Monthly Archives: January 2006

Well Packed

For anyone with a broadband connection and a Google fetish, installing the Google Pack is highly recommended.

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Mobile phones, the cigarette lighter of the new millennium

Just before we left Canberra, Gweneth and I saw Canadian/Australian Xavier Rudd perform at the ANU bar.* It struck me during the slow songs – which was most of the night – that during the late-80s/early-90s, people would’ve been holding … Continue reading

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Details, details

John Garnaut, writing in the Wall Street Journal* yesterday: "It would not be long before the benefits from not working, which are indexed to either prices or average earnings, will exceed the benefits from working," says Professor Mark Wooden, deputy … Continue reading

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Men (and Women) in Black

Gweneth and I are off to Melbourne on Friday, where I’ll be hanging around the Melbourne University economics department and business school until the end of April. Is Victoria connected to the Internet yet? If so, I might even get … Continue reading

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Divisive or Rewarding?

For more on that Houston teacher merit pay plan, check out the latest newsletter from Education Sector, a US education thinktank linked to the centrist wing of the Democratic Party. In other education news, Andrew Norton gives his $0.02 worth … Continue reading

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A Liberal Party that's worthy of the name

The Conservatives appear to have swept to power in Canada. But for the Liberals, the silver lining is the fact that Michael Ignatieff easily won his seat. Ignatieff was a professor when I was at Harvard, and is quite the … Continue reading

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ABSolutely Not

I was chatting last week with Elliott Fan, a new colleague in the SPEAR centre at ANU, who asked about how he should go about getting access to the microdata from the Australian Labour Force Survey. When I told him … Continue reading

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Smaller Class, Thinner Wallet

The Australian Education Union today begins another campaign to bring class sizes down to 20. As Justin Wolfers and I argued in 2002, in response to a surprising similar "twenty is plenty" campaign, the Bracks Government (which seems to be … Continue reading

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Bishop Takes Queen

Hot on the heels of moves in the far-right of the US Republican Party to amend the US constitution to ban flag-burning, large-L Liberal MP Bronwyn Bishop has urged the same.* As I’ve argued recently, this may well breach the … Continue reading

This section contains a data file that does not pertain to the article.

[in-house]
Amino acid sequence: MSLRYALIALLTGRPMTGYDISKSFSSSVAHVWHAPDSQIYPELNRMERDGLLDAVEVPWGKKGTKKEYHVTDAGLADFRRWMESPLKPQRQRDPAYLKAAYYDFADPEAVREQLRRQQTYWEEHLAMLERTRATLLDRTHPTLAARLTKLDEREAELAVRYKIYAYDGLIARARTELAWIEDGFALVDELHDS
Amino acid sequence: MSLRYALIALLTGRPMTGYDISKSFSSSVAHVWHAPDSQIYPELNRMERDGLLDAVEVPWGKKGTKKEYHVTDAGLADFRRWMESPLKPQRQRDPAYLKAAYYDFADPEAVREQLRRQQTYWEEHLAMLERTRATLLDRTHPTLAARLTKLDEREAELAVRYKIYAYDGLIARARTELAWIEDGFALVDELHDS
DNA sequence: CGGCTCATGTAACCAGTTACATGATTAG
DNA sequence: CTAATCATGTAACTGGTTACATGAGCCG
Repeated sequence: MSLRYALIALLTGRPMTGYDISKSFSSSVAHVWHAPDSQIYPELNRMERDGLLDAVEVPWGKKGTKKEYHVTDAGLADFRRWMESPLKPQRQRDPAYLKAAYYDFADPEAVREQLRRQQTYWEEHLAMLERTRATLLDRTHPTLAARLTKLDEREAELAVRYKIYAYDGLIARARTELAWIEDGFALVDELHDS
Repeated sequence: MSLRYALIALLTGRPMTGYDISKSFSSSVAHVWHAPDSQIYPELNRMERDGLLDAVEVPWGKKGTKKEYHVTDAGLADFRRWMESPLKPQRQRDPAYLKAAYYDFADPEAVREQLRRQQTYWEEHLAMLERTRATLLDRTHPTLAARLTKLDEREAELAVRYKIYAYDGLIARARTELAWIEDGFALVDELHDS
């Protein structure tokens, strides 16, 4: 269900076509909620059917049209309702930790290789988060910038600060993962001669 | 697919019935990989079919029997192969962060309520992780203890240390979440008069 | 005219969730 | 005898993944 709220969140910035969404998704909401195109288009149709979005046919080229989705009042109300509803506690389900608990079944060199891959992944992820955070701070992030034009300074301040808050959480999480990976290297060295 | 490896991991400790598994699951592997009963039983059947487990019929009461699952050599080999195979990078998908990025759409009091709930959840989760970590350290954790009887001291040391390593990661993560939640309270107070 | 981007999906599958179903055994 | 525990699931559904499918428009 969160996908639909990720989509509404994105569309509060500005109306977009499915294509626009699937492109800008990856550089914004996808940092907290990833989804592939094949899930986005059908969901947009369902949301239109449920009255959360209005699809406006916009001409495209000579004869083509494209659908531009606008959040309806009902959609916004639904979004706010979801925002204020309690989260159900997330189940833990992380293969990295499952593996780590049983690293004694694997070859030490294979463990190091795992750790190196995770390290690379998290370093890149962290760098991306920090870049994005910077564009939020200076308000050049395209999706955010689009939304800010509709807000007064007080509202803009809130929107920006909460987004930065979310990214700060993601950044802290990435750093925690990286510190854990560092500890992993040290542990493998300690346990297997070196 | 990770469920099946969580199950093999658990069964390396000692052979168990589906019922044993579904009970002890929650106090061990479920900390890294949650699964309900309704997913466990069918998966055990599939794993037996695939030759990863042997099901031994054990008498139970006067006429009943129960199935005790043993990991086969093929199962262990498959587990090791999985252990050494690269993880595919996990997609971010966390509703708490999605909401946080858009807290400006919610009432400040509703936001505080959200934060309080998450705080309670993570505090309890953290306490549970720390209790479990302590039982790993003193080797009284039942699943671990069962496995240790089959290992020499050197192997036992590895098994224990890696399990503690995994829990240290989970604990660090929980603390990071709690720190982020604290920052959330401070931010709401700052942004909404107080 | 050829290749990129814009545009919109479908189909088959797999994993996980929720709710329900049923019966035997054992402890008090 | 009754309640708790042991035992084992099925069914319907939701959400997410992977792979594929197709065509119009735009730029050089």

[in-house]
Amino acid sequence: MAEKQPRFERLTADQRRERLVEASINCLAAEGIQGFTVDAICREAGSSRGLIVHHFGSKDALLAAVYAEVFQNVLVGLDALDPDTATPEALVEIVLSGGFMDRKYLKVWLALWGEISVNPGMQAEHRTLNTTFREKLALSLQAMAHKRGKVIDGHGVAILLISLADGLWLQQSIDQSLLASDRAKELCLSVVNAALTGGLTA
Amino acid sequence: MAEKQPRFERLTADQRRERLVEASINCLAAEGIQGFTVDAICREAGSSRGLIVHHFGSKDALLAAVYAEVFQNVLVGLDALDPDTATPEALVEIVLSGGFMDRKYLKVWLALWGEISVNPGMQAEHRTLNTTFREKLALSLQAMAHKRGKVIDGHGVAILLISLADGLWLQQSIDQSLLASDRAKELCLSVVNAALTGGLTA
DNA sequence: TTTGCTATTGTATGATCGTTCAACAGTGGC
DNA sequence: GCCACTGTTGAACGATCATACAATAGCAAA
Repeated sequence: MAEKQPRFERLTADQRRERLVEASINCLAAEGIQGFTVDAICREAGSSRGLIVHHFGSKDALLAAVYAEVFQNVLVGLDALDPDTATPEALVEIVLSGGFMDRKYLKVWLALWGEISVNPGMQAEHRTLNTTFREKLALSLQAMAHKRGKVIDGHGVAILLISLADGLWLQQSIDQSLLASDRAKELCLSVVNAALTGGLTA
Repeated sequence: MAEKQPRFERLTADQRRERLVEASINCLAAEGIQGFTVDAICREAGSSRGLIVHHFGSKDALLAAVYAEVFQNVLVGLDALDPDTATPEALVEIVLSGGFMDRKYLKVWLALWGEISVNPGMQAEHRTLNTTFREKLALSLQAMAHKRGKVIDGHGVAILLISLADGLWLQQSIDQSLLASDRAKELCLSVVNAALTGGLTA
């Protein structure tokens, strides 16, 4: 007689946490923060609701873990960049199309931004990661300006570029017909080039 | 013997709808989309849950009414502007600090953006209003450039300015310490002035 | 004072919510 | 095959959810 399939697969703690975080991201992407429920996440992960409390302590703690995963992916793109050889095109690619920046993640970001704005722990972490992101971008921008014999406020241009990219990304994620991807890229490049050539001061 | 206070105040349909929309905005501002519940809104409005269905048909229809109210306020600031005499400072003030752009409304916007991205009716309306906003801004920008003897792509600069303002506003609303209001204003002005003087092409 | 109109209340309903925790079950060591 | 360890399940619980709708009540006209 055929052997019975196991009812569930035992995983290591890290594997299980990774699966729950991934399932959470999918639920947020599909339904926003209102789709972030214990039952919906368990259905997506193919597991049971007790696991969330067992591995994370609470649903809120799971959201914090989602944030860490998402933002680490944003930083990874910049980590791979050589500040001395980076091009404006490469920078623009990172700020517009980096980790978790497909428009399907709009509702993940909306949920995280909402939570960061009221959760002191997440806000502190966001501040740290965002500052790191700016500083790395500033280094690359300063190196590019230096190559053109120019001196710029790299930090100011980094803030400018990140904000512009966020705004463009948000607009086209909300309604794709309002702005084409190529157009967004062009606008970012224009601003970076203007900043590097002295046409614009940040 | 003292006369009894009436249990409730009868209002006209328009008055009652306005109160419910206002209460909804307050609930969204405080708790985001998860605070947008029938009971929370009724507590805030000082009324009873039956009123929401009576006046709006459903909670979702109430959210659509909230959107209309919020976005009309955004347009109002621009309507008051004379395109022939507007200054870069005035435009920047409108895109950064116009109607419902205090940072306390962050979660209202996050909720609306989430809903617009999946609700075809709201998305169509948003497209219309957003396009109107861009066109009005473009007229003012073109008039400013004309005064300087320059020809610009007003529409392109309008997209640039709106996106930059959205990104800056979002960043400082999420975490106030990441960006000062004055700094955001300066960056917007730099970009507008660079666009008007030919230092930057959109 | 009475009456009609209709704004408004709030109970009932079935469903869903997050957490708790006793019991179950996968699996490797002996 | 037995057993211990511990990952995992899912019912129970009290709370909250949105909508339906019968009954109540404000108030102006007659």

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Military Intelligence

I’ve always thought Michael Jeffrey, our current GG, was a policy lightweight, whose best quality was that unlike his predecessor, he didn’t take a casual attitude to kiddie-fiddling. But now it turns out that he’s perfectly willing to inject himself … Continue reading

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PhD Scholarship in the Economics of Education

As part of my Australian Research Council grant, I’m offering a PhD scholarship in the economics of education. If you’re interested, please download the advertisement, and additional information (both PDF). Applications are due by 31 March 2006. If you’re at … Continue reading

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A trillion here, a trillion there, and soon you're talking real money

Interestingly, the new paper by Linda Bilmes and Joseph Stiglitz, estimating the cost of war in Iraq at around $1 trillion, is quite similar to the pre-war number that Justin Wolfers, Eric Zitzewitz and I put forward in 2003, based … Continue reading

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LOL @ LIL

A newly-married lawyer friend just emailed this glorious contribution to the rise in assortative matching. Lawyers in Love is the premier online dating site for single lawyers, law students, and legal professionals. If your schedule makes it difficult for you … Continue reading

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Public and Private in the Pacific

An economist friend working in the Solomon Islands emails with news and questions for IA readers. Labour mobility and working visas I liked this editorial from the Solomon Star last year (25/10/05), which I think makes the case pretty well … Continue reading

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Politics and Progeny

A couple of weeks ago, I mentioned Andrew Oswald’s finding that in the UK and Germany, daughters make their parents more likely to vote for left-wing parties. Now Ebonya Washington shows that US legislators with daughters are more likely to … Continue reading